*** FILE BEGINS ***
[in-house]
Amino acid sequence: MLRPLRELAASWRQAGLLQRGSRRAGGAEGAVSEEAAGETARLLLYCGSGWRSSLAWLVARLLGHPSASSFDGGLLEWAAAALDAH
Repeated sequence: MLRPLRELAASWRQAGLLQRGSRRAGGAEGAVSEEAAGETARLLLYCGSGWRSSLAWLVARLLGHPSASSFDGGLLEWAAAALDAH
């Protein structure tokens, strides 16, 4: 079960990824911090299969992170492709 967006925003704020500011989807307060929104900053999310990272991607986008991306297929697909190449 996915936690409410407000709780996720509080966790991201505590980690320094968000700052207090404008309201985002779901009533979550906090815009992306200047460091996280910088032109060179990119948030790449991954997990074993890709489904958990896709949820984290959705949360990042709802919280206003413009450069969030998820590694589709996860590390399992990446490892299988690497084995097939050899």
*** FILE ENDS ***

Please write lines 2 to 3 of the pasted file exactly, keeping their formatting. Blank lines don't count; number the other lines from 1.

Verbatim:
Amino acid sequence: MLRPLRELAASWRQAGLLQRGSRRAGGAEGAVSEEAAGETARLLLYCGSGWRSSLAWLVARLLGHPSASSFDGGLLEWAAAALDAH
Repeated sequence: MLRPLRELAASWRQAGLLQRGSRRAGGAEGAVSEEAAGETARLLLYCGSGWRSSLAWLVARLLGHPSASSFDGGLLEWAAAALDAH